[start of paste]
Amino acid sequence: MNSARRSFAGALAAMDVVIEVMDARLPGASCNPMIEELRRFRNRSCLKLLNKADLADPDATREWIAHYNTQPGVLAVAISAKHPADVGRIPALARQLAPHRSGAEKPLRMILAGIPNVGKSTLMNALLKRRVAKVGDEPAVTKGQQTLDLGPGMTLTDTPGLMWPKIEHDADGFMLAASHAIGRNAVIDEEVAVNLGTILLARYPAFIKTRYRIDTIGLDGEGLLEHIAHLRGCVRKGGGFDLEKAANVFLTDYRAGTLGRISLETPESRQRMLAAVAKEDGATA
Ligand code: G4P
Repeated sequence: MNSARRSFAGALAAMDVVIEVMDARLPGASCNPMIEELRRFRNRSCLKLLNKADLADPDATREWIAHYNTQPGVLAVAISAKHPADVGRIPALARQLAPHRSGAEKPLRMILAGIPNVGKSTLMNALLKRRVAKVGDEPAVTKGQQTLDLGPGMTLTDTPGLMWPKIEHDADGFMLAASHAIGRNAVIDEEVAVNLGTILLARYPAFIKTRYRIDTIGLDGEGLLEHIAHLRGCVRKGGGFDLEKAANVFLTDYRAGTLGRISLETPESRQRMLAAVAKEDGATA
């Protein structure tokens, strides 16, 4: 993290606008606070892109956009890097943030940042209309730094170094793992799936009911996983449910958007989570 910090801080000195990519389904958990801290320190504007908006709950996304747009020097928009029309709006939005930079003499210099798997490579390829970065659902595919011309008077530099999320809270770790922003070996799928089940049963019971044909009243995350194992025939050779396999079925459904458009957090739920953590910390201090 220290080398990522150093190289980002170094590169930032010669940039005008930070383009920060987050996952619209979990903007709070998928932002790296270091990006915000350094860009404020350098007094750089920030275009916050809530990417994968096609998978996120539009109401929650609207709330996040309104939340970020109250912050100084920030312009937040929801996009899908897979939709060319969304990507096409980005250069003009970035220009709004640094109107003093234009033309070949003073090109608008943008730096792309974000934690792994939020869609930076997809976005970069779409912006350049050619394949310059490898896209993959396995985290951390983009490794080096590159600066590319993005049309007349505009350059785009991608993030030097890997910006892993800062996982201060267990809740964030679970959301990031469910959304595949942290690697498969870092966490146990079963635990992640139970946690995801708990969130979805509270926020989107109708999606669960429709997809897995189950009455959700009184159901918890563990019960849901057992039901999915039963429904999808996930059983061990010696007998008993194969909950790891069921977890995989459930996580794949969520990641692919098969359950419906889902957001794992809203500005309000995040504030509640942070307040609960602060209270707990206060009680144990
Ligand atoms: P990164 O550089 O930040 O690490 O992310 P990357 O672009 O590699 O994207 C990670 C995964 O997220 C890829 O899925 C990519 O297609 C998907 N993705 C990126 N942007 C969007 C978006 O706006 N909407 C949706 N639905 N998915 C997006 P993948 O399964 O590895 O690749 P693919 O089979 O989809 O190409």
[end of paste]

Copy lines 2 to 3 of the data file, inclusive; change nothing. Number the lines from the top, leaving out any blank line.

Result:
Ligand code: G4P
Repeated sequence: MNSARRSFAGALAAMDVVIEVMDARLPGASCNPMIEELRRFRNRSCLKLLNKADLADPDATREWIAHYNTQPGVLAVAISAKHPADVGRIPALARQLAPHRSGAEKPLRMILAGIPNVGKSTLMNALLKRRVAKVGDEPAVTKGQQTLDLGPGMTLTDTPGLMWPKIEHDADGFMLAASHAIGRNAVIDEEVAVNLGTILLARYPAFIKTRYRIDTIGLDGEGLLEHIAHLRGCVRKGGGFDLEKAANVFLTDYRAGTLGRISLETPESRQRMLAAVAKEDGATA